But Burgundy didn’t survive. There’s a brilliant scene in Rilke’s one, otherwise not very good novel The Notebooks of Malte Laurids Brigge which is a kind of vision of the aftermath of the Battle of Nancy (1477), in which Charles the Bold, the last duke (king in all but name, in this instance) of an independent Burgundy was killed. All the historical detail in the scene is true: Charles’ body was found frozen into a small pond, face torn off by wild animals, so badly mutilated that only his court jester and his doctor could identify it. The atmosphere of the morning after the battle, with a gang of Charles’ closest associates, including the half-mad jester, fully knowing that their country is finished with, searching the frozen field of slaughter, surrounded by men still dying, is magnificent. The immediate aftermath of a battle that shattered a kingdom would be a great place to start a campaign, with the PCs as fugitive remnants of the losing army. Instant exiles.

Also highly D&Dable are the four great dukes (and their names): Charles the Bold was preceded by Philip the Good, John the Fearless, and Philip the Stout. John the Fearless was assassinated by the French in one of those extremely well-documented medieval encounters where you can almost hear the voice of the players round the table:

On September 10, 1419, the dauphin and John the Fearless, with their men-at-arms, arrived on the two banks of the Seine, on either side of the bridge of Montereau. John the Fearless was informed that his life was in danger, and his entourage increased its watch in order to protect the duke. The same was done for the dauphin. In the middle of the bridge, carpenters had put up two barriers with a door on each side, creating an enclosure for the meeting. It had been agreed that the two rivals would enter the enclosure, each with an escort of ten people, and that the doors would be closed during the meeting. Each of the ten men had taken an oath. Despite the arrangements that had been made, the Duke of Burgundy had second thoughts about the meeting.

The atmosphere was tense. The Duke knelt with respect before the Dauphin, who feigned indifference. Rising, John looked for support by putting his hand on the hilt of his épée. "You put your hand on your épée in the presence of His Highness the Dauphin?" one of the Dauphin's companions, Lord Robert of Loire, asked him. Tanneguy du Chastel didn't wait for this pretext to deliver an axe blow to the Duke's face, crying "Kill, kill!" There was then a scramble, according to a narrative given afterwards by John Séguinat, the Duke's secretary, to the commission of inquiry appointed by the Burgundians. Men-at-arms rushed into the enclosure through the door on the Dauphin's side, which had been kept open. The Duke was stabbed repeatedly, while the Dauphin, at a distance, remained impassive.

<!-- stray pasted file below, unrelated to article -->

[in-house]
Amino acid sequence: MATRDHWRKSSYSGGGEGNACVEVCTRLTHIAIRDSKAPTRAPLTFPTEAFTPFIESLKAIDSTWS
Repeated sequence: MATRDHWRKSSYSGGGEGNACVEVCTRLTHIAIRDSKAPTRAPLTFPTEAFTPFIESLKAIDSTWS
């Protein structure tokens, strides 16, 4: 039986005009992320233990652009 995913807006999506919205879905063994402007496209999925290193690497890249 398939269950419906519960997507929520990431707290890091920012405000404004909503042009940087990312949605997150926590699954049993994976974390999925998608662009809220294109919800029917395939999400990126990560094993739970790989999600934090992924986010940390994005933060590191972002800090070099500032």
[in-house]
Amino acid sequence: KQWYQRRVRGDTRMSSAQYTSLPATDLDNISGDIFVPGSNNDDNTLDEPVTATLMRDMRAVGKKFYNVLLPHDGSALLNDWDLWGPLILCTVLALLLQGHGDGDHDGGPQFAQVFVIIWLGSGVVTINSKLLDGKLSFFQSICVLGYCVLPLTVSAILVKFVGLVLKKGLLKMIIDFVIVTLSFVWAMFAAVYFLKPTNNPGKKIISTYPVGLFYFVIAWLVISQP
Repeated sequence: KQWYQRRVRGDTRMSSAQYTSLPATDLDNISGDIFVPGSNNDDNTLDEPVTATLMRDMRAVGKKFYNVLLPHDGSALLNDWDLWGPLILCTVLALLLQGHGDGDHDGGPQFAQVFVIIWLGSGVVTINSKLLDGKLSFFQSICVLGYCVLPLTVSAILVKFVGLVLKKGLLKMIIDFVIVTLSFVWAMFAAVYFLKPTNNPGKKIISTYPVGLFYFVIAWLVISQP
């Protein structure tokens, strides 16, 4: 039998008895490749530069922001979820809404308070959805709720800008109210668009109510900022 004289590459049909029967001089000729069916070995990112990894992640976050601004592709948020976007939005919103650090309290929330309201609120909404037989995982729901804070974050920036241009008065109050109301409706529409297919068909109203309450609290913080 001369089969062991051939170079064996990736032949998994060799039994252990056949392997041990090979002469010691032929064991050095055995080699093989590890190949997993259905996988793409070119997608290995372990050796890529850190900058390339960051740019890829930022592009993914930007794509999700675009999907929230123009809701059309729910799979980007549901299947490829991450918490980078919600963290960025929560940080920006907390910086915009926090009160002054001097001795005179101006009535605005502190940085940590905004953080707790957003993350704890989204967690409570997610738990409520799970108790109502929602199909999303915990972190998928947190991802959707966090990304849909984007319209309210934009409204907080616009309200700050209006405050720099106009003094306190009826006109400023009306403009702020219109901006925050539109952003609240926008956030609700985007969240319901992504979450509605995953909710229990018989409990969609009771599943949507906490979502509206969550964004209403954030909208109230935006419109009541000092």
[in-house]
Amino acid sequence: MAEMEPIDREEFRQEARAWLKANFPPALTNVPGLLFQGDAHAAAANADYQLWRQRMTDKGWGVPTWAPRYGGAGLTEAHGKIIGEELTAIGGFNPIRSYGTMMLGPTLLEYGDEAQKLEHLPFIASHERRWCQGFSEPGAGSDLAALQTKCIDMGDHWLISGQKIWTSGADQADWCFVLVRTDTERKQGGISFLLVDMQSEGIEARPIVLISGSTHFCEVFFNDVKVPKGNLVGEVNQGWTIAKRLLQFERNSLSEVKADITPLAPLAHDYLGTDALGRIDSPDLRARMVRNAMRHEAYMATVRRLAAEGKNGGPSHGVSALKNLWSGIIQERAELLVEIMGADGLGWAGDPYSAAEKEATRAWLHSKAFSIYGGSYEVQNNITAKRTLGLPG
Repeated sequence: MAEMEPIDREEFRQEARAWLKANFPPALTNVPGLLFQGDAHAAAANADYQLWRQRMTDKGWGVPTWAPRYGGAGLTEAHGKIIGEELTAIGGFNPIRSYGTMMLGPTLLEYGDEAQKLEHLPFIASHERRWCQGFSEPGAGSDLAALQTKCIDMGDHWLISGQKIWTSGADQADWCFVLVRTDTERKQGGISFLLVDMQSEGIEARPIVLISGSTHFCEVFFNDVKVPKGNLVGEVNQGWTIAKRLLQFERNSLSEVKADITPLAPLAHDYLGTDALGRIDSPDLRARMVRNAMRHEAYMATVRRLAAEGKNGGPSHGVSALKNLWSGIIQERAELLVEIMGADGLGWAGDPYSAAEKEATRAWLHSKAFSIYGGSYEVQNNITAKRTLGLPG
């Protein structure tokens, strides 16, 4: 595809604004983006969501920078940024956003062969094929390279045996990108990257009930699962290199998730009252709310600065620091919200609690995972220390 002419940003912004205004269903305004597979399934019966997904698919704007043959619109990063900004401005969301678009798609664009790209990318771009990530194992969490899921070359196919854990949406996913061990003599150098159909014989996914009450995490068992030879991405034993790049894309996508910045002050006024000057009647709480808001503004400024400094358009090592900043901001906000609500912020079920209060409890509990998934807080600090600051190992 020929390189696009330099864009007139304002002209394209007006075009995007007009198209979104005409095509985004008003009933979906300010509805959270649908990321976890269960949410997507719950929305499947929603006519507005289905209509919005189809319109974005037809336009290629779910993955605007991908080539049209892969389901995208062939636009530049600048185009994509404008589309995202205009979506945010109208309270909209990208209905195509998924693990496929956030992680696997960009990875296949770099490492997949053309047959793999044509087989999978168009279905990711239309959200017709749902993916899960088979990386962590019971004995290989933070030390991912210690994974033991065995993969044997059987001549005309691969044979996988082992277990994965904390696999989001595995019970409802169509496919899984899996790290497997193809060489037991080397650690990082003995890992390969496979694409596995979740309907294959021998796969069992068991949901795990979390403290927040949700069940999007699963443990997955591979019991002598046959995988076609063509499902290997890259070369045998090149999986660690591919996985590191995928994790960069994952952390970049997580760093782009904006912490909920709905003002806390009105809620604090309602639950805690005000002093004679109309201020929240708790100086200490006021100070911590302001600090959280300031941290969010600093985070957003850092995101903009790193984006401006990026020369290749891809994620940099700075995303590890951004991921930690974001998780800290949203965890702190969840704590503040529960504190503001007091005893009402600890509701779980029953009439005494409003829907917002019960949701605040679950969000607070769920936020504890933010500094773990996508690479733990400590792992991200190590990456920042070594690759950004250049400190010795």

Philip the Good, in between capturing Joan of Arc and patronising several of the best artists of the Northern (i.e. better) Renaissance (there is no ninja turtle called Claus Sluter, Zak S has pointed out, but he was sculptor to the Burgundian court), founded a chivalric order based on the Golden Fleece and gave its members collars made of fire strikers, which make for ugly collars but are a handy alternative piece of kit to tinderboxes for your characters and a nice bit of authentic-feeling gear. Other things that are fun about Burgundy and one of its capitals, Dijon, are wine and mustard, respectively. Wine is a great expensive trade good, naturally, but so is mustard: in 17th century France Dijon had the exclusive right to make mustard, and this kind of licensing is also the kind of thing people intrigue over all the time. Explosive or flammable mustard is clearly also something you need in your game.